Your basement need not be damp and drab
Homeowners hoping to spread their wings around the house are increasingly heading downstairs to create more living space. Whether it’s for a home office, home theater room, playroom or even a laundry room, more homeowners are turning their dark, damp and dreary basement into a brighter, more functional space.
Though what to do with your basement is up to you, there are certain things every homeowner should consider before converting their basement:
• Be wary when painting basement walls. Painting the basement walls will be high on your priority list, but you can’t just use ordinary house paint down there. Standard house paint might not look bad initially, but if your basement ever develops a moisture problem, standard house paint won’t be able to prevent water damage. When painting the walls, use a waterproofing paint, such as DRYLOK, which is both decorative and waterproof and capable of stopping water from entering the pores of the wall’s masonry, preventing water damage as a result, according to company officials.
When applying waterproofing paint, keep in mind such paint is thicker than house paint, so it will take longer to apply, though its application is just as simple as that of standard housepaint. Most waterproofing paints can be applied with a stiff bristle brush or roller, and you simply work the product into the surface of the masonry, filling the texture with the coating.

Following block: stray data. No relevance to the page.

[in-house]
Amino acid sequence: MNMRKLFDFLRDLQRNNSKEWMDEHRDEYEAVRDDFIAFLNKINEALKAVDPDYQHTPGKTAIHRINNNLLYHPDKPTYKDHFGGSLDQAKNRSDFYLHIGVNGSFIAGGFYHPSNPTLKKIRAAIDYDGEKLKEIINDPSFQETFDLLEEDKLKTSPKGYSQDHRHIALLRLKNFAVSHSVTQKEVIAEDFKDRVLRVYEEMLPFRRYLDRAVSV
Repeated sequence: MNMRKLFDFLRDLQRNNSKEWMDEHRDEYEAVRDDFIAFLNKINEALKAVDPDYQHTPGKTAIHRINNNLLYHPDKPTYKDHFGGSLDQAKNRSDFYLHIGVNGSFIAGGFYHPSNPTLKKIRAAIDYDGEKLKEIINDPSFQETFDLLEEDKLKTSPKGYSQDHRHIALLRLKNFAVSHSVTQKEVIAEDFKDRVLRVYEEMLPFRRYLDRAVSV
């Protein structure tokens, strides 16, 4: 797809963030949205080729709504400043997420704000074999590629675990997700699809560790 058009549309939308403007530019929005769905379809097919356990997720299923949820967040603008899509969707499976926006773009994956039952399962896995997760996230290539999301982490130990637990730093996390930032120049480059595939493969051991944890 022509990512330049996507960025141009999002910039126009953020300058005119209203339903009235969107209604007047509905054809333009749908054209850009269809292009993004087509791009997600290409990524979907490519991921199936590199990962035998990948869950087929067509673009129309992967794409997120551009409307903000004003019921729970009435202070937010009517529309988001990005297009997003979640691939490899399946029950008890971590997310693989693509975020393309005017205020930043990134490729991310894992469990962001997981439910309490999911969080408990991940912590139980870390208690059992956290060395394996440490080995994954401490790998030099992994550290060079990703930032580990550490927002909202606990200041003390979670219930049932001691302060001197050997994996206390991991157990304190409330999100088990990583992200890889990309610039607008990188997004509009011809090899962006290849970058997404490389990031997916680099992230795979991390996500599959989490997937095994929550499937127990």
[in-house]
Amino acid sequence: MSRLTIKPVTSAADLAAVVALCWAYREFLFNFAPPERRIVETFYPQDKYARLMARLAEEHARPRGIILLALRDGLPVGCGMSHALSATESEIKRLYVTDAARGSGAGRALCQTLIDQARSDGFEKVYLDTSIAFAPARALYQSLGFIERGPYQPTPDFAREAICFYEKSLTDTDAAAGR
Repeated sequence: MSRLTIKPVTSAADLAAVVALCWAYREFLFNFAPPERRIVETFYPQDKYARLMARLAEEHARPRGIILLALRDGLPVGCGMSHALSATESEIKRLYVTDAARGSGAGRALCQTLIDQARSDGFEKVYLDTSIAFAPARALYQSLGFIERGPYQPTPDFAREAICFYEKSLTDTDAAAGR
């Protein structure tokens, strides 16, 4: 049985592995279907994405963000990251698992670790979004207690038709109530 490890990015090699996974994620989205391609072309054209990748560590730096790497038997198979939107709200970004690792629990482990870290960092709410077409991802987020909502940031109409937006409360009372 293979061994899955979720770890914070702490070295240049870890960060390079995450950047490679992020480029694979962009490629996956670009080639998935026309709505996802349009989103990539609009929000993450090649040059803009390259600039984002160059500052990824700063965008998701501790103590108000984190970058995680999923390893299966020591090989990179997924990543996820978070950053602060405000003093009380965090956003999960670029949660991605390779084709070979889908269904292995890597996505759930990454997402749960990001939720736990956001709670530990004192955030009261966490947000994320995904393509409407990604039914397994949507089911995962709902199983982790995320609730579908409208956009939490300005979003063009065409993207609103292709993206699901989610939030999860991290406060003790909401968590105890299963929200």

For the best results, the experts at UGL recommend applying the first coat with a nylon or polyester bristle brush, while the second coat can be applied with a brush or masonry roller. Two coats are usually sufficient to stop seepage. However, if seepage is still present after several days, an additional coat may be necessary. More application tips are available at www.ugl.com.
• Take your measurements. Larger items, such as pool tables and refrigerators, can likely fit into the basement. But homeowners who have used their basement largely for storage should take some measurements before beginning their basement project or buying any big-ticket items. There’s no guarantee that a 70-inch projection screen TV or those leather armchairs can fit through the basement doorway. Though homeowners will eventually find something they like that will fit, the doorway measurements might dictate that decision more than homeowners know.
• Brighten things up. Though it might be best to have a darker or less flashy basement if the goal is to create a home theater experience, homeowners opting for a different kind of basement may look to brighten things up. Basements can be somewhat drab, but they don’t have to be. Some waterproofing paints can be tinted to create a colorful, decorative and moisture-free area that’s perfect for homeowners who want to add some life to their basement while simultaneously protecting it from the elements.
When it comes to remodeling a basement, homeowners are only limited by their own imaginations.
This information was provided by MetroCreativeConnection.
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